You hear so much about small businesses and startups getting venture capital, small business loans and other types of financing on one hand, but on the other hand, you hear about how hard it is to get it. Is it worth the hassle to try to get funds to grow your business, or should you just bootstrap when starting a business?
Let’s first look at the different small business financing options you have.
1. Small Business Loan
The Small Business Administration backs loans for small businesses provided through banks. There are different types of SBA loans, and some are harder than others to get. (But if, for example, you’re in a rural area and want to start a business where there is economic incentive for doing so, you might find the loan process a bit easier with the SBA’s Rural Business Loan program)
2. Venture Capital
Venture capital tends to be geared toward startups that are skyrocketing in growth. Venture capital firms look for very specific traits in the companies they fund, such as scalability and tech industry opportunity. But there are 100 times as many startups looking for funding than their are VCs looking to invest, so this is a difficult club to get into.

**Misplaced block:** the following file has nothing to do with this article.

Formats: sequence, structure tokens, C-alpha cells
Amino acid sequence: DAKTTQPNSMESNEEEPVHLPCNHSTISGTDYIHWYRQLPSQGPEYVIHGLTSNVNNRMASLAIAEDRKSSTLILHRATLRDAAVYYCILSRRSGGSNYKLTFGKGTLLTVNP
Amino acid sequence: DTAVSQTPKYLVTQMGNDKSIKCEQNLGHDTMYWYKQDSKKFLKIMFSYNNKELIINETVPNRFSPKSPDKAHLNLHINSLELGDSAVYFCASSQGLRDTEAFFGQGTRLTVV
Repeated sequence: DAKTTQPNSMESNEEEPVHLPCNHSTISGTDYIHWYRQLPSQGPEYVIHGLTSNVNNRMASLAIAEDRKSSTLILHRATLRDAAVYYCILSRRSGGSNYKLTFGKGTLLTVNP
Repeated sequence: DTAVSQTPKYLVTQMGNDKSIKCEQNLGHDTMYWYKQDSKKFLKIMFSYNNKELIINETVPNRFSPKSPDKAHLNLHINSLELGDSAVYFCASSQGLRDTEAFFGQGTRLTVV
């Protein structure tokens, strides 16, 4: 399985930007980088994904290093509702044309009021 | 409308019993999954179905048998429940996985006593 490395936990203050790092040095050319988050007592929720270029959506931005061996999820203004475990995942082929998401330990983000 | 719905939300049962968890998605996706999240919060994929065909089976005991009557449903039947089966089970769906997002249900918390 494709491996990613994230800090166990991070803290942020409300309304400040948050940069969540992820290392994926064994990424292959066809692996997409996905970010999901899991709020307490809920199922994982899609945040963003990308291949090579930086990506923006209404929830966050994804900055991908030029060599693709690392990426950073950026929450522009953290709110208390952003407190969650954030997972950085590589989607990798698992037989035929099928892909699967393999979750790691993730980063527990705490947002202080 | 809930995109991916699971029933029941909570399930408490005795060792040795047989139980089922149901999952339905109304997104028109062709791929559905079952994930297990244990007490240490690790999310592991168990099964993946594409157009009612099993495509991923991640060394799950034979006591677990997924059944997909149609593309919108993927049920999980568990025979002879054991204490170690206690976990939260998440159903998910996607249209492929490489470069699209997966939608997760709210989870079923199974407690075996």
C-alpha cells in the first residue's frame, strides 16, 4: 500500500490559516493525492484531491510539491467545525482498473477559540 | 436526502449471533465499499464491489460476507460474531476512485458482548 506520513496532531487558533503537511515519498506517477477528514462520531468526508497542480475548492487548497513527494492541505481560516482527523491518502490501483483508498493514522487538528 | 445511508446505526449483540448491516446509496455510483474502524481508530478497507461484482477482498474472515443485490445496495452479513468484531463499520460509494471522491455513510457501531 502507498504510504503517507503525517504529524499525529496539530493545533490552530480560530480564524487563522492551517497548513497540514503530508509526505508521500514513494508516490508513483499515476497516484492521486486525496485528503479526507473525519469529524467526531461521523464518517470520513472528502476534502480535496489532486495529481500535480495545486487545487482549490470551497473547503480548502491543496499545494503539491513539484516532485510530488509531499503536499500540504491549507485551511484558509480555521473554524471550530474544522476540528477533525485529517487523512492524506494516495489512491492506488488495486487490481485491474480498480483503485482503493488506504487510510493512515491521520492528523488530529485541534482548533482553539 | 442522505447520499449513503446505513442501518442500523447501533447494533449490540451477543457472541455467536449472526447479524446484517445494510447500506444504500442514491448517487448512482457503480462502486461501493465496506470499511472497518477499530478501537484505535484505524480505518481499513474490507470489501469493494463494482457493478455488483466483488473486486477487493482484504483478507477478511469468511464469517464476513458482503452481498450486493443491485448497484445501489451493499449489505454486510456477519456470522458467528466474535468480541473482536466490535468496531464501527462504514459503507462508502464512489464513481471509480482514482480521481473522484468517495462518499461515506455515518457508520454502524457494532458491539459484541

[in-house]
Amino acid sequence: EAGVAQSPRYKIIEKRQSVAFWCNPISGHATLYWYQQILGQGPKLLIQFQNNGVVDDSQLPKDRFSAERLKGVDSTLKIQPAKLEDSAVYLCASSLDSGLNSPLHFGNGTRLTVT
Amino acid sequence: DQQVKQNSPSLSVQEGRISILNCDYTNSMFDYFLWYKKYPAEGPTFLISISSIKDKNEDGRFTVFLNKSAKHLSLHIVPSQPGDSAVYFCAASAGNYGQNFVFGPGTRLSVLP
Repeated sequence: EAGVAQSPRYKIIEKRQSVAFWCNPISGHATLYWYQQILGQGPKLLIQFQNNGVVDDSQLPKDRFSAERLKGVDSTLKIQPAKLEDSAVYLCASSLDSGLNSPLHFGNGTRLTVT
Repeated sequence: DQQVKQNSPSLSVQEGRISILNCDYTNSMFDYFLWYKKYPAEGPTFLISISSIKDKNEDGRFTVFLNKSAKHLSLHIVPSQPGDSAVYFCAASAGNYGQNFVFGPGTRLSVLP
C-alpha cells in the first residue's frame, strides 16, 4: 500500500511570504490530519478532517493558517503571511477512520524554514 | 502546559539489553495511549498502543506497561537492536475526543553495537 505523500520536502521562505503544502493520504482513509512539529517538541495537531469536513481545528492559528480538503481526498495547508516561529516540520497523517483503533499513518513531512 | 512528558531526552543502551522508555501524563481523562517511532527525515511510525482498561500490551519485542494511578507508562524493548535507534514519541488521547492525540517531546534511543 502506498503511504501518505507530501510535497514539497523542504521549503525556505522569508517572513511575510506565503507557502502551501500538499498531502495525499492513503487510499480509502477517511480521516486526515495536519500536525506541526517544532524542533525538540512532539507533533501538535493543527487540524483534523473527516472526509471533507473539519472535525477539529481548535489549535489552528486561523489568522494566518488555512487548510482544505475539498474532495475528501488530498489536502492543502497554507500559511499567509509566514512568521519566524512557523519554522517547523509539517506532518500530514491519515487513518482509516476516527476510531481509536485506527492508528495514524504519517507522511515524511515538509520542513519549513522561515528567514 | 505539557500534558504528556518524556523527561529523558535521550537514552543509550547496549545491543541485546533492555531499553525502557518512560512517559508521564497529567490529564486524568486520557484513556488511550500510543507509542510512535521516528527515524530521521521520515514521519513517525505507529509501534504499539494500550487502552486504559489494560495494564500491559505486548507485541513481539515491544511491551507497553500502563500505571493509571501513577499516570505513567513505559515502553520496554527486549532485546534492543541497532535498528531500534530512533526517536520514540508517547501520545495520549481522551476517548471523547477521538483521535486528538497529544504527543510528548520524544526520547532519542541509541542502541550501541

3. Angel Investors
Similar to VCs, angels look for startups that will quickly help them recoup their investments. Angel investors tend to give smaller amounts of funding, under the $500,000 mark, and require a higher return on their investment.
The hottest new thing to hit small business financing is crowdfunding. Regular people (not accredited investors) can invest money (anywhere from $5 on up) in a business seeking financing. Different programs work differently: some require the company to return the investment with interest, while others simply ask the company to give some sort of perk to investors as a thank you, like a t-shirt or product.
Weighing Your Options
Now that you know the different financing options you have, consider these factors:
- The level of difficulty of securing the money (how’s your credit? how many other startups are you vying against?)
- What you’ll have to pay back (what are interest rates for small biz loans? what does the VC require in equity?)
- How much of your company you’re willing to give up (investors take a percentage of it)
You may find that bootstrapping is a better option. This could come from dipping into your savings, taking out a second mortgage on your home or even continuing to work a full-time job while you start your business. It’s definitely the slower route, and can put a serious strain on family finances. Only you know the best path for investing in your company.